LITERARY LOCATION: Plaza Bolivar, Caracas. The cathedral at the intersection of Avenida Sur and Avenida Este 0 marks the spot where Diego de Losada founded the city of Santiago de Leon de Caracas.

Fluently trilingual in German, Spanish and English, Luisa Maria Celis came to Canada in 2000. Her debut novel in English, Arrows (Libros Libertad 2009), is the first novel to be written and published in English by a native of Venezuela. Arrows has been praised as a quintessential conquest novel for all the Americas. It's the riveting story of a young priest named Salvador Cepeda who accompanies conquistadors to the New World on his brother's ship in 1567 as part of an expedition led by Diego de Losada.

Salvador loses his innocence and yearns to regain his soul. The naïve and earnest protagonist is beset by misfortune and intense physical privation, including arrow wounds, but his spiritual crisis (witnessing genocide) amounts to his greatest struggle. Hence the Shakespearean quote from Hamlet as a signpost at the outset: "Whether 'tis nobler in the in the mind to suffer / The slings and arrows of outrageous fortune / Or to take arms against a sea of troubles / And by opposing end them.";

Halfway through the novel the increasingly disillusioned Franciscan friar falls in love with a down-to-earth Indian woman named Apacuana, mature at approximately fifteen years of age. These two fictional characters play active roles in well-researched historical events. "More of this story is true than most people will want to believe,"; the author has said, "which explains why I had to write it."; Celis consulted approximately ninety books over a nine-year period to complete the novel, and made four research trips from Canada.

For her depiction of indigenous peoples, Celis has used two native languages -- Cumanagoto and Panare -- both of which have been extensively studied and are still spoken. "Unfortunately, only a few sentences are recorded from the language spoken by the natives of the valley of Caracas,"; she says, "and most of their costumes are also lost. To recreate their way of life I researched the Panare and the Yanomami, though the latter are not Carib.";

Celis also incorporated verbatim records from the Inquisition and used phrases from the tortured and put them into Salvador's lips. The medicinal uses and methods described in the novel are faithful to the times.

Celis studied St. Francis as a role model for Salvador and researched the Franciscan Order of pious priests known as Observants, while consulting the Vulgata version of the Bible in Spanish.

Most of the conquistadors in Arrows are based on historical figures. Diego de Losada was born in 1511 in the province of Rio Negro in Spain. He came to the New World at age 22 and arrived in Venezuela at age 33, participating in various founding expeditions.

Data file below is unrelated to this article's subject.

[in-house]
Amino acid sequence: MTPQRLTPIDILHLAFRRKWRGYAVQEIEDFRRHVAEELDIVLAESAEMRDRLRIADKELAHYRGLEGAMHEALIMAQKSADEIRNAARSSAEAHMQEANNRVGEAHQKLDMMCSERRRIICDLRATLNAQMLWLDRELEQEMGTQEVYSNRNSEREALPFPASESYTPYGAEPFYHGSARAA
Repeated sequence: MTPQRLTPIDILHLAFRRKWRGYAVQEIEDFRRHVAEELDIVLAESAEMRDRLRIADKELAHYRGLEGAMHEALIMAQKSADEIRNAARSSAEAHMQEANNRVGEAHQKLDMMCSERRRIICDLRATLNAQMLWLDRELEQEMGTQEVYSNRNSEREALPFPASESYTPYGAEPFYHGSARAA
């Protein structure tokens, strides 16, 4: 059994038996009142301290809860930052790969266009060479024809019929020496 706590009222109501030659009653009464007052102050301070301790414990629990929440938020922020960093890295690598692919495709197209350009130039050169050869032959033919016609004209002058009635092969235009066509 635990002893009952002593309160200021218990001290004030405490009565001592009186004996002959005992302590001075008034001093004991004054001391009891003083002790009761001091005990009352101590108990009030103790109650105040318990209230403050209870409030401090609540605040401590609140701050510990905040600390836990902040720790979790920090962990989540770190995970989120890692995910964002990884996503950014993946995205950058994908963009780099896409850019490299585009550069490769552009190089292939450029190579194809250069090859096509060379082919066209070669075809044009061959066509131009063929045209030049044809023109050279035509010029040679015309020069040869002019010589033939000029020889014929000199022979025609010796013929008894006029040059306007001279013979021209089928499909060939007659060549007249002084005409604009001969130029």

Losada's expedition to the Caracas valley began in January of 1567. The chieftain Guacaipuro was killed around the outset of 1569 and his final words have been recorded. Battles scenes are embellished accounts, based on records kept by the Spaniards, who impaled of chieftains' heads on sticks to assert their superiority. There is no set date for the battle of Maracapana, described in the novel, but it is known that it happened shortly after Caracas was founded on July 25, 1567.

The romance angle is secondary in the plot, but gathers momentum as the story slowly builds to its climax. Arrows is not for the prudish. Should Salvador be chiefly loyal to Apacuana, his Spanish comrades, his beloved older brother Bartolomé (a worldly extrovert who has always protected him) or to God?

Few copies of Arrows reached bookstores when it was published by a small literary press in B.C. It was never marketed east of the Rockies. The story is actually Volume II of a projected trilogy about two brothers during the Spanish conquest of the Caribbean. Nine months after it was printed by a small West Coast press, the author regained publishing rights. She subsequently rewrote the novel in its entirety, then had it republished in Spanish with a new title, Misionero de Neuvo Mundo (Caracas: Editorial Alfa 2012). The novel was well received in Caracas, where it was printed, but marketing beyond Venezuela was minimal.

Mother of two grown sons, Luisa Maria Celis [pronounced "sell-ees";] works as a property manager in southern Vancouver Island. Her companion novel to Misionero de Nuevo Mundo will tell the life story of Salvador's bold and less spritual brother Bartolomé.

[Author photo by Laura Sawchuk]

[BCBW 2016] "Spanish" "Fiction"